Yogurt is a good source of probiotics, but make sure it’s free of any sweeteners (both natural and artificial). Look for yogurt that has a lot of cultures and less lactose, like plain Greek-style yogurt. It’s also rich in calcium and protein.
Kefir is loaded with good bacteria, so it’s one of the most powerful and efficient sources of probiotics that you can give to your dog. Kefir is rich in Vitamin B1, B12, Vitamin A, Vitamin D, Vitamin K and biotin. It’s also rich in minerals, such as calcium, phosphorus, and magnesium.
Dirt (Let Your Dog Be a Dog!)
Yes, you read that right. Let him play in the dirt! Most dogs love digging and frolicking around in the mud for reasons our adult human minds can’t fathom. Oddly enough, it’s instinctual and a natural way to build up his overall immune system. So let him indulge in nature and maybe even join in on the dirty revelry.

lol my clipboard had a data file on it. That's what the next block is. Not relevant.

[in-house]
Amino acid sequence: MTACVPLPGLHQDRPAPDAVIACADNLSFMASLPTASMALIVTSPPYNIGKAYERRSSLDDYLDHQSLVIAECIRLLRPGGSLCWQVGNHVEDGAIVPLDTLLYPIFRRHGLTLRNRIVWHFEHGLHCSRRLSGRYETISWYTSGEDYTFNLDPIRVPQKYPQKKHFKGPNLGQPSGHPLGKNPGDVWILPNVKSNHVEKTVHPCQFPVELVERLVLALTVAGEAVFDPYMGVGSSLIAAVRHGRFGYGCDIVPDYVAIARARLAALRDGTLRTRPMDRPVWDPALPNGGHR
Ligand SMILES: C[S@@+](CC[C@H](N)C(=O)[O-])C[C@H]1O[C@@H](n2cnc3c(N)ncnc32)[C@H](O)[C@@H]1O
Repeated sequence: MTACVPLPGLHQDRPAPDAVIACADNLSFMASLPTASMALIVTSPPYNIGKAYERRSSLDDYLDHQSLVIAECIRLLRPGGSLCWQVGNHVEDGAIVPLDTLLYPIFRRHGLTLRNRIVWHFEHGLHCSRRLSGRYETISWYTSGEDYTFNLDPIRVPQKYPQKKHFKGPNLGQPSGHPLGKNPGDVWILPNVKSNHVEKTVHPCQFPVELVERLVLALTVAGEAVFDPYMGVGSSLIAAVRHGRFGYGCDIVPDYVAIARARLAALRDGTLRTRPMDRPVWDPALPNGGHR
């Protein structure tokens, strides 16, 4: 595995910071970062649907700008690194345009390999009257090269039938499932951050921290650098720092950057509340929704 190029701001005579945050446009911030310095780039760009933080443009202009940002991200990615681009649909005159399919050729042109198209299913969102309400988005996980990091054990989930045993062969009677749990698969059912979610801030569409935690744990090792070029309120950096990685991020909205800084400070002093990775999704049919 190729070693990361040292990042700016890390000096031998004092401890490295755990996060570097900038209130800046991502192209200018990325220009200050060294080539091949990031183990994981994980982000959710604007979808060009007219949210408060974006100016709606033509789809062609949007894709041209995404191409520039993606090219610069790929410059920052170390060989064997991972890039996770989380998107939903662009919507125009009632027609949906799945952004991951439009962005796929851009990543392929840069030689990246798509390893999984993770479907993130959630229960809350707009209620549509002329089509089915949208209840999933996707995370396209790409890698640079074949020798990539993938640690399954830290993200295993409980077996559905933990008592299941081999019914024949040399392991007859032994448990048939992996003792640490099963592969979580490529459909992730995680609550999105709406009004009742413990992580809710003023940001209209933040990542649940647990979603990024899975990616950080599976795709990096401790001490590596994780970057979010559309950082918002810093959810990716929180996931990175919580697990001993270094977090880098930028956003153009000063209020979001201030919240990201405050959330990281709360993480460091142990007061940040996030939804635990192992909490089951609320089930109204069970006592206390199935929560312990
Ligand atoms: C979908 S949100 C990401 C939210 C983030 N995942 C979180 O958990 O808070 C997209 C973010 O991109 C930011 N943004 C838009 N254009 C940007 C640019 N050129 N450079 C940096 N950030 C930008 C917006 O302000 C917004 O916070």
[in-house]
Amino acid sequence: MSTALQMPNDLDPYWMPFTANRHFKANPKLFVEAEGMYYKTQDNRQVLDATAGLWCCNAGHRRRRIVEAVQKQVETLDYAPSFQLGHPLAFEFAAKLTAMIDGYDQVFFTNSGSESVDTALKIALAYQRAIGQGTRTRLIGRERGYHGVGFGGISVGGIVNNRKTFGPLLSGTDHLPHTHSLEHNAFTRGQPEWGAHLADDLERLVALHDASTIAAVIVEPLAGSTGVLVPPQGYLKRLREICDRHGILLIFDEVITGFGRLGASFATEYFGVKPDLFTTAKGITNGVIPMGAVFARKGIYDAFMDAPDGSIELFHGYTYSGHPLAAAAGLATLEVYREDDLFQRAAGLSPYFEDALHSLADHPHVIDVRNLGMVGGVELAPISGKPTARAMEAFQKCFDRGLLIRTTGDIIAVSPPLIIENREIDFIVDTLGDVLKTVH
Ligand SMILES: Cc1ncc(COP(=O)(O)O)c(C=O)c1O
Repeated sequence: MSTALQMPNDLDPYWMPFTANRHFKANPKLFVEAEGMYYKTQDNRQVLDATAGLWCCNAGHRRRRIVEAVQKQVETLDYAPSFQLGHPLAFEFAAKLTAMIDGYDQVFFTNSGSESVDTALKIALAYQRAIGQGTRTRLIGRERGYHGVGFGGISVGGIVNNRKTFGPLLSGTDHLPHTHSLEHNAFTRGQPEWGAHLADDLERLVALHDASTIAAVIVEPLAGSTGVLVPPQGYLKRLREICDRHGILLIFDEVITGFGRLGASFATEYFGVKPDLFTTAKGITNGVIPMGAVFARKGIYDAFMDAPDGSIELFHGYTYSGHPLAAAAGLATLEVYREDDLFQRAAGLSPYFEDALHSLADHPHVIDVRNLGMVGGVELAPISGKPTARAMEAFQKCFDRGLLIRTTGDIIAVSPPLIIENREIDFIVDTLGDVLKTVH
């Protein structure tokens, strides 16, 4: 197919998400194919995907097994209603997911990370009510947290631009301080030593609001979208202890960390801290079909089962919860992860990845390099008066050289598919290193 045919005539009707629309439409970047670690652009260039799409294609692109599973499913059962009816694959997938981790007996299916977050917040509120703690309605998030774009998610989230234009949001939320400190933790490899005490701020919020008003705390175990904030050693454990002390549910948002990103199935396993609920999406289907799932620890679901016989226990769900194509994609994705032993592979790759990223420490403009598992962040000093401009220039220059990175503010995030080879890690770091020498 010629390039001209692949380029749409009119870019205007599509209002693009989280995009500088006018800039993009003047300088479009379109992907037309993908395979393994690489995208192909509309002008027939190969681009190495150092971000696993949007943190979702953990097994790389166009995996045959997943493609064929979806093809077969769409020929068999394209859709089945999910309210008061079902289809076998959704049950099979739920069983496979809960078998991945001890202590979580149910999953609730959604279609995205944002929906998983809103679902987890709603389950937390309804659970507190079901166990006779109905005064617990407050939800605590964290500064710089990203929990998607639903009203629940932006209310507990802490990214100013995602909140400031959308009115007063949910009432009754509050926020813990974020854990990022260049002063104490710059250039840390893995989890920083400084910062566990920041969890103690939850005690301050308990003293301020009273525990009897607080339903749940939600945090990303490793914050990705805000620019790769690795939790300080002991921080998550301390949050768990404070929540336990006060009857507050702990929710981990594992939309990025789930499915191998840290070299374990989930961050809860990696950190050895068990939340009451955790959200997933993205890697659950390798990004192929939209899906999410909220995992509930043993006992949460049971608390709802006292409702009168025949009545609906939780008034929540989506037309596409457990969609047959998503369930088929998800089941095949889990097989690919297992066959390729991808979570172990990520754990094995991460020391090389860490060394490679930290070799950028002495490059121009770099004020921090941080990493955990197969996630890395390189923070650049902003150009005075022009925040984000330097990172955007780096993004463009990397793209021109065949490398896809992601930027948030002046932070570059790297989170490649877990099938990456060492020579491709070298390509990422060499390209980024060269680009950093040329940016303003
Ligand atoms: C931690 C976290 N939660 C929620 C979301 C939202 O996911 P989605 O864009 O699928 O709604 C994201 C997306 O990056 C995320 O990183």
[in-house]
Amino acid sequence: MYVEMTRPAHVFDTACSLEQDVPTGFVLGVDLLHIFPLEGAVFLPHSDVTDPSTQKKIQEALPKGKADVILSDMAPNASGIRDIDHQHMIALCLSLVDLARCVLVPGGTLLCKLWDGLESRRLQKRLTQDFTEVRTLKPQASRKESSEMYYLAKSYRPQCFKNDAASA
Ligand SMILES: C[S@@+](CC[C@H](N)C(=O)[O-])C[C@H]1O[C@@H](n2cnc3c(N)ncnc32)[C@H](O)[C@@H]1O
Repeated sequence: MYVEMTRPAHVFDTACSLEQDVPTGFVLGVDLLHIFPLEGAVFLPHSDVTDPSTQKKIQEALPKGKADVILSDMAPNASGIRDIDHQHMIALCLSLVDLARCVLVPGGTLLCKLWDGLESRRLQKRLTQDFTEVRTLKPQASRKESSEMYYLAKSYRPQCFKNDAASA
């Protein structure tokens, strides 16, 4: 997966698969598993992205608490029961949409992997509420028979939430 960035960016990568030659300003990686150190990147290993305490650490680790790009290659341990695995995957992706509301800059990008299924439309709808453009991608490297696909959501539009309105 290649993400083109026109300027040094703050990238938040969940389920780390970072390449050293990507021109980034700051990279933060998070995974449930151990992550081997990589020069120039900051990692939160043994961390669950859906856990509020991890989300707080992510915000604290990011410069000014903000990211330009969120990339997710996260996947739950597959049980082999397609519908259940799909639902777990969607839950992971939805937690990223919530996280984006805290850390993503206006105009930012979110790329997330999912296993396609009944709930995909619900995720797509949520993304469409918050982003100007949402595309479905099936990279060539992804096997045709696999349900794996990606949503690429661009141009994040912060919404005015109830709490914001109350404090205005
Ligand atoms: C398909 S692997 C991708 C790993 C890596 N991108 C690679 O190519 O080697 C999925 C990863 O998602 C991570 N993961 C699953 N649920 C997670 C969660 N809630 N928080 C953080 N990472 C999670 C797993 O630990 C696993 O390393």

There are lots of sources of probiotics you can try. However, there are times when the most efficient and time-saving method is by giving them a supplement. Offering healthy food and adding probiotics supplements is one of the best ways to your active dog healthy for years to come.
What to Look for When Choosing Probiotic Supplements for Dogs
Make sure it has both prebiotics and probiotics. Prebiotics nourish the probiotic bacteria and keep them active. This is what is known as symbiotics.
Make sure they’re the supplements aren’t cooked or heated when they’re made, as that can kill off most of the digestive enzymes for dogs.
Bonus Ingredient: Psyllium Husk
Psyllium husk is a soluble fiber that works very well as a laxative, so if your dog has constipation, this would be especially helpful. It’s also a prebiotic that supports the good bacteria of the dog’s colon.
Our Gut Feeling
There’s a saying that the gut is the “second brain.” With so many neurons throughout the gut and the gastrointestinal tract, it’s no wonder why the gut has been traditionally linked with moods. Phrases like “gut instinct,” “gut-wrenching,” and “butterflies in my stomach” all point to the connection of our overall well-being and our guts. This is also true for our dogs and other animals.